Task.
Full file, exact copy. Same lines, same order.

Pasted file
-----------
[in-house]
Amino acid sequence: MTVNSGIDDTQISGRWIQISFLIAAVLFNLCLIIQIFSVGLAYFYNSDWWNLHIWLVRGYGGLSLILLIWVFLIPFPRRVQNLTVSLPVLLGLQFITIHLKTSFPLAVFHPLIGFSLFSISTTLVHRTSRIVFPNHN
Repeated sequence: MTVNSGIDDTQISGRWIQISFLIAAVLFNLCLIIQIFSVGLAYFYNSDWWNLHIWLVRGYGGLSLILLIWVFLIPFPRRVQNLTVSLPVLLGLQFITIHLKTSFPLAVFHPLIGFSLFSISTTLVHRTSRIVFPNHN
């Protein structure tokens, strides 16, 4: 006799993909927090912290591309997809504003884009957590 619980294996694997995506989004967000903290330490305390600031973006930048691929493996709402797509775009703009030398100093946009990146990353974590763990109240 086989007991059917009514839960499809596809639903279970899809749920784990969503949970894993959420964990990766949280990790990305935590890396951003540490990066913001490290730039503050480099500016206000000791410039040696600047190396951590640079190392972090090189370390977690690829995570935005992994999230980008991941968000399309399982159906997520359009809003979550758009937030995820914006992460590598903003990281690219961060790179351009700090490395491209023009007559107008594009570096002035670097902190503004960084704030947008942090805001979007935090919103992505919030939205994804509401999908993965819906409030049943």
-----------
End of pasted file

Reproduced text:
[in-house]
Amino acid sequence: MTVNSGIDDTQISGRWIQISFLIAAVLFNLCLIIQIFSVGLAYFYNSDWWNLHIWLVRGYGGLSLILLIWVFLIPFPRRVQNLTVSLPVLLGLQFITIHLKTSFPLAVFHPLIGFSLFSISTTLVHRTSRIVFPNHN
Repeated sequence: MTVNSGIDDTQISGRWIQISFLIAAVLFNLCLIIQIFSVGLAYFYNSDWWNLHIWLVRGYGGLSLILLIWVFLIPFPRRVQNLTVSLPVLLGLQFITIHLKTSFPLAVFHPLIGFSLFSISTTLVHRTSRIVFPNHN
């Protein structure tokens, strides 16, 4: 006799993909927090912290591309997809504003884009957590 619980294996694997995506989004967000903290330490305390600031973006930048691929493996709402797509775009703009030398100093946009990146990353974590763990109240 086989007991059917009514839960499809596809639903279970899809749920784990969503949970894993959420964990990766949280990790990305935590890396951003540490990066913001490290730039503050480099500016206000000791410039040696600047190396951590640079190392972090090189370390977690690829995570935005992994999230980008991941968000399309399982159906997520359009809003979550758009937030995820914006992460590598903003990281690219961060790179351009700090490395491209023009007559107008594009570096002035670097902190503004960084704030947008942090805001979007935090919103992505919030939205994804509401999908993965819906409030049943």